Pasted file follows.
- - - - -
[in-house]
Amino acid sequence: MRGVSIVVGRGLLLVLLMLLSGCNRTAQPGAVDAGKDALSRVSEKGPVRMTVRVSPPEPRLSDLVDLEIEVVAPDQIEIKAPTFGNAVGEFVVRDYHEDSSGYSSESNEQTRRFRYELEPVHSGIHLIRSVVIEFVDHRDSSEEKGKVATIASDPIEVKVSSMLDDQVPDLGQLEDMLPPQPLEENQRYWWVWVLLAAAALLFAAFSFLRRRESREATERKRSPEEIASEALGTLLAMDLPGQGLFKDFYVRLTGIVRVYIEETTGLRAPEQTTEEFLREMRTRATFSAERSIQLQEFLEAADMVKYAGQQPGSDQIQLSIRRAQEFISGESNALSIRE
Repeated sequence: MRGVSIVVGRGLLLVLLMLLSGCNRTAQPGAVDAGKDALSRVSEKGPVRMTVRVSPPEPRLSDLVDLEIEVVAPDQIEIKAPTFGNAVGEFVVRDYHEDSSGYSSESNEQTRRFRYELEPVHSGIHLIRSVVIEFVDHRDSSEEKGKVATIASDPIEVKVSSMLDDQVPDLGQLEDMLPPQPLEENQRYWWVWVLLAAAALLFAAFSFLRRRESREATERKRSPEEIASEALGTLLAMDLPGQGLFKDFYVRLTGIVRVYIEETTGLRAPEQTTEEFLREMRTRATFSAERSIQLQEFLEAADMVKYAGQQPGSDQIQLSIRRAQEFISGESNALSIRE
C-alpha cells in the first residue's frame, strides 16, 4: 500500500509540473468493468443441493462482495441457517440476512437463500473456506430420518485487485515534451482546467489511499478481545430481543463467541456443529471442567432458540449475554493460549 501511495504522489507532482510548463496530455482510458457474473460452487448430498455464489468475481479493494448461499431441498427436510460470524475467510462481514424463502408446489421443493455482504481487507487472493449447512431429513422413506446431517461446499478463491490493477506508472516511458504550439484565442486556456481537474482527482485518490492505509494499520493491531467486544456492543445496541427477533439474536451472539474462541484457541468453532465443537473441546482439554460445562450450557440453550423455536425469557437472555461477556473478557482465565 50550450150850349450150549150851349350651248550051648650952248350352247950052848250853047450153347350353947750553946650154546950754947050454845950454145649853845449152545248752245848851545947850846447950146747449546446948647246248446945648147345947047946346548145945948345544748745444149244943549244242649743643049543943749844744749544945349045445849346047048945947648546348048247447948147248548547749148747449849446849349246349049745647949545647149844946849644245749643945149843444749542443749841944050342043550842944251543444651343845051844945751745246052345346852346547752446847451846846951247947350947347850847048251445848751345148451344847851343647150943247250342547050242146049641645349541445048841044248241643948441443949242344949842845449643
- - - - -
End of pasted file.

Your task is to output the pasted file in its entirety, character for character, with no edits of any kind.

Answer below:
[in-house]
Amino acid sequence: MRGVSIVVGRGLLLVLLMLLSGCNRTAQPGAVDAGKDALSRVSEKGPVRMTVRVSPPEPRLSDLVDLEIEVVAPDQIEIKAPTFGNAVGEFVVRDYHEDSSGYSSESNEQTRRFRYELEPVHSGIHLIRSVVIEFVDHRDSSEEKGKVATIASDPIEVKVSSMLDDQVPDLGQLEDMLPPQPLEENQRYWWVWVLLAAAALLFAAFSFLRRRESREATERKRSPEEIASEALGTLLAMDLPGQGLFKDFYVRLTGIVRVYIEETTGLRAPEQTTEEFLREMRTRATFSAERSIQLQEFLEAADMVKYAGQQPGSDQIQLSIRRAQEFISGESNALSIRE
Repeated sequence: MRGVSIVVGRGLLLVLLMLLSGCNRTAQPGAVDAGKDALSRVSEKGPVRMTVRVSPPEPRLSDLVDLEIEVVAPDQIEIKAPTFGNAVGEFVVRDYHEDSSGYSSESNEQTRRFRYELEPVHSGIHLIRSVVIEFVDHRDSSEEKGKVATIASDPIEVKVSSMLDDQVPDLGQLEDMLPPQPLEENQRYWWVWVLLAAAALLFAAFSFLRRRESREATERKRSPEEIASEALGTLLAMDLPGQGLFKDFYVRLTGIVRVYIEETTGLRAPEQTTEEFLREMRTRATFSAERSIQLQEFLEAADMVKYAGQQPGSDQIQLSIRRAQEFISGESNALSIRE
C-alpha cells in the first residue's frame, strides 16, 4: 500500500509540473468493468443441493462482495441457517440476512437463500473456506430420518485487485515534451482546467489511499478481545430481543463467541456443529471442567432458540449475554493460549 501511495504522489507532482510548463496530455482510458457474473460452487448430498455464489468475481479493494448461499431441498427436510460470524475467510462481514424463502408446489421443493455482504481487507487472493449447512431429513422413506446431517461446499478463491490493477506508472516511458504550439484565442486556456481537474482527482485518490492505509494499520493491531467486544456492543445496541427477533439474536451472539474462541484457541468453532465443537473441546482439554460445562450450557440453550423455536425469557437472555461477556473478557482465565 50550450150850349450150549150851349350651248550051648650952248350352247950052848250853047450153347350353947750553946650154546950754947050454845950454145649853845449152545248752245848851545947850846447950146747449546446948647246248446945648147345947047946346548145945948345544748745444149244943549244242649743643049543943749844744749544945349045445849346047048945947648546348048247447948147248548547749148747449849446849349246349049745647949545647149844946849644245749643945149843444749542443749841944050342043550842944251543444651343845051844945751745246052345346852346547752446847451846846951247947350947347850847048251445848751345148451344847851343647150943247250342547050242146049641645349541445048841044248241643948441443949242344949842845449643